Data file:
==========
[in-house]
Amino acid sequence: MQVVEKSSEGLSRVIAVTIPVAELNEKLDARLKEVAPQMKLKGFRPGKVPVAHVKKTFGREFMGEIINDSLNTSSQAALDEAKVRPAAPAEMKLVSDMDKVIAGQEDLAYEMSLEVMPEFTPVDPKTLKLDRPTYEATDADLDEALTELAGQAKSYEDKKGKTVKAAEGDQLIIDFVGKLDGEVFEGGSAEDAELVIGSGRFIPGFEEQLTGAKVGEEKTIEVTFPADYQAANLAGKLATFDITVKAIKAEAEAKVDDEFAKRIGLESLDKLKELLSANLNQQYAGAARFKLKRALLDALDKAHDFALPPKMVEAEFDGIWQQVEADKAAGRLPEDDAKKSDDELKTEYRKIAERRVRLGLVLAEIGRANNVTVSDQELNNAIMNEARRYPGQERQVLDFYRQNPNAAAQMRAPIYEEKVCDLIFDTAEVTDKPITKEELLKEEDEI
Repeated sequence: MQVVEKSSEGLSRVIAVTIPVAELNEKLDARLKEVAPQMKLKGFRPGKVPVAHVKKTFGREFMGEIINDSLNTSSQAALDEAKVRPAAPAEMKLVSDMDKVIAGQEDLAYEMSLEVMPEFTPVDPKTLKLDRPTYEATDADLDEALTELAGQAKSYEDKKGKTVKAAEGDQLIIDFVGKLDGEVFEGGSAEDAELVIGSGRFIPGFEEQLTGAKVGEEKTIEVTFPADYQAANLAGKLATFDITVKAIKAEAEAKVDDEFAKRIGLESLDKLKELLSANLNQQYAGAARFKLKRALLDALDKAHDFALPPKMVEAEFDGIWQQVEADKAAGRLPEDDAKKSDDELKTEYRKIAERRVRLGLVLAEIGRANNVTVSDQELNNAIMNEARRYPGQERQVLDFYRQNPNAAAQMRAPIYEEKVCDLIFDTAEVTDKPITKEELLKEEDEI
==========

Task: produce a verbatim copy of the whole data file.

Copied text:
[in-house]
Amino acid sequence: MQVVEKSSEGLSRVIAVTIPVAELNEKLDARLKEVAPQMKLKGFRPGKVPVAHVKKTFGREFMGEIINDSLNTSSQAALDEAKVRPAAPAEMKLVSDMDKVIAGQEDLAYEMSLEVMPEFTPVDPKTLKLDRPTYEATDADLDEALTELAGQAKSYEDKKGKTVKAAEGDQLIIDFVGKLDGEVFEGGSAEDAELVIGSGRFIPGFEEQLTGAKVGEEKTIEVTFPADYQAANLAGKLATFDITVKAIKAEAEAKVDDEFAKRIGLESLDKLKELLSANLNQQYAGAARFKLKRALLDALDKAHDFALPPKMVEAEFDGIWQQVEADKAAGRLPEDDAKKSDDELKTEYRKIAERRVRLGLVLAEIGRANNVTVSDQELNNAIMNEARRYPGQERQVLDFYRQNPNAAAQMRAPIYEEKVCDLIFDTAEVTDKPITKEELLKEEDEI
Repeated sequence: MQVVEKSSEGLSRVIAVTIPVAELNEKLDARLKEVAPQMKLKGFRPGKVPVAHVKKTFGREFMGEIINDSLNTSSQAALDEAKVRPAAPAEMKLVSDMDKVIAGQEDLAYEMSLEVMPEFTPVDPKTLKLDRPTYEATDADLDEALTELAGQAKSYEDKKGKTVKAAEGDQLIIDFVGKLDGEVFEGGSAEDAELVIGSGRFIPGFEEQLTGAKVGEEKTIEVTFPADYQAANLAGKLATFDITVKAIKAEAEAKVDDEFAKRIGLESLDKLKELLSANLNQQYAGAARFKLKRALLDALDKAHDFALPPKMVEAEFDGIWQQVEADKAAGRLPEDDAKKSDDELKTEYRKIAERRVRLGLVLAEIGRANNVTVSDQELNNAIMNEARRYPGQERQVLDFYRQNPNAAAQMRAPIYEEKVCDLIFDTAEVTDKPITKEELLKEEDEI